The types of solar energy explained
When it comes to green homes, solar energy has gone from being a futuristic innovation to a standard way that green homeowners reduce their environmental footprint and save on energy costs. But if you're just starting the green home planning process, you may be wondering what all the solar energy terms you've heard actually mean.
Take a look at our quick rundown of the kinds of solar energy you can use in greening your home:
Passive or active
Solar energy can be passive, meaning it is accessed directly, such as when sunlight warms a house by streaming into the windows or skylights at a certain time of day. Active solar energy, by contrast, is harnessed and enhanced by mechanical components. An example of this would be a pump-operated solar water heating system.
Passive solar energy.
Both kinds of energy can be used in the same home design—you might have solar panels on your roof, and additionally choose the site of your home to maximize natural daylighting. (See the LEED Building Orientation credit.)
Photovoltaic, or PV, is also sometimes referred to as solar electric energy. Energy from the sun is converted into electricity through solar cells, put together into larger solar panels. These are commonly placed on the roof of a home. The whole system comprises these panels, batteries, electrical components and a mounting framework.
Photovoltaic panels. Photo by Angela Jimenez for USGBC/ContentWorx.
When installing a system like this, make sure you've asked the right questions about its suitability for your needs, and that you find a qualified contractor for installation.
Solar thermal systems convert the energy of sunlight into heat rather than electricity. This technique also uses rooftop flat panels or tubes, called thermal collectors, as well as a pump that delivers heat to a water storage tank. The heated water in the tank feeds into the home's main water-heating system and is accessible when needed by the residents in the home. As a result, the house's boiler or water heater is activated less frequently, and utility bills are reduced.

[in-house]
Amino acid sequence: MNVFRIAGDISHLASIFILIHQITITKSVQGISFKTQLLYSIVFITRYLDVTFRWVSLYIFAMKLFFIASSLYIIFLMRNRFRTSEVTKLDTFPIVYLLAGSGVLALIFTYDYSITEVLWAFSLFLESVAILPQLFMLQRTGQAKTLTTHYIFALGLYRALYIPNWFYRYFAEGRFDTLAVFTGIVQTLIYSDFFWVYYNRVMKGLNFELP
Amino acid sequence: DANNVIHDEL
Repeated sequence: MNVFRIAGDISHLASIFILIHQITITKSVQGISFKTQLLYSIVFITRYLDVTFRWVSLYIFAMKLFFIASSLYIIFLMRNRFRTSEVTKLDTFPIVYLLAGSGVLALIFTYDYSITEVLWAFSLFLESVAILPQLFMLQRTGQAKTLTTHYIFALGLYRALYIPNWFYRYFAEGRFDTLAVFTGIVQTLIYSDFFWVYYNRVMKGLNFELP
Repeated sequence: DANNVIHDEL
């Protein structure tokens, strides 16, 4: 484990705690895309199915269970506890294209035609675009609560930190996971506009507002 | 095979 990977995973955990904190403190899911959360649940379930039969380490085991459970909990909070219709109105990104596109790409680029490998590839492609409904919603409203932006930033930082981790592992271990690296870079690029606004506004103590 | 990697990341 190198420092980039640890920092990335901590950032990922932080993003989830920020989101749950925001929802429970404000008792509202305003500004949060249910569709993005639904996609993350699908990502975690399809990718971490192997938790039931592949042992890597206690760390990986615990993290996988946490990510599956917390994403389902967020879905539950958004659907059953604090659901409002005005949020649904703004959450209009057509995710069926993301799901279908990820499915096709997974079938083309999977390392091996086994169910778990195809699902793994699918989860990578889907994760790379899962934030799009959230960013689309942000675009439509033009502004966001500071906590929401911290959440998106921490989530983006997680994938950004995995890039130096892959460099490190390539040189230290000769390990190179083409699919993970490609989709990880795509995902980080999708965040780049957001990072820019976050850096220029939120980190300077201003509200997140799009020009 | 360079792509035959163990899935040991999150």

Photo: REGREEN Evacuated Tube Solar Thermal.
Solar water heating can also be used for space heating, such as through in-floor radiant heating (where solar thermal-generated hot water flows through pipes under the floor). This type of in-floor heating or baseboard heating can supplement your regular heating system, but probably not replace it entirely.
This technology isn't just limited to your home—you can also use thermal solar energy to heat your swimming pool.
It sounds like a contradiction in terms, but cooling your home may also be done through solar energy, using any of the above methods: passive, thermal or photovoltaic. In passive solar, you would use principles of design to minimize heat transfer, such as through cool-roof technology.
Active, thermal solar energy cools when the thermal collectors provide energy to adsorption or absorption chillers (this is mainly used in large buildings, such as businesses). With PV, the solar energy that is driving your electric usage is assisting with the electrical load of running an air-conditioning unit.
Concentrated solar power
Concentrated, or concentrating, solar power (CSP), is one kind of thermal energy. CSP uses an array of mirrors or lenses that concentrate a large area of sunlight onto a small area to create heat for power. This is a large-scale technology employed by power plants. According to the U.S. Department of Energy, one CSP plant can generate power for 70,000 homes.
- Estimate the cost of a solar water heater.
- Learn more about installing solar panels.
- Find out what your state offers related to solar energy.
Learn what federal and state incentives are available for solar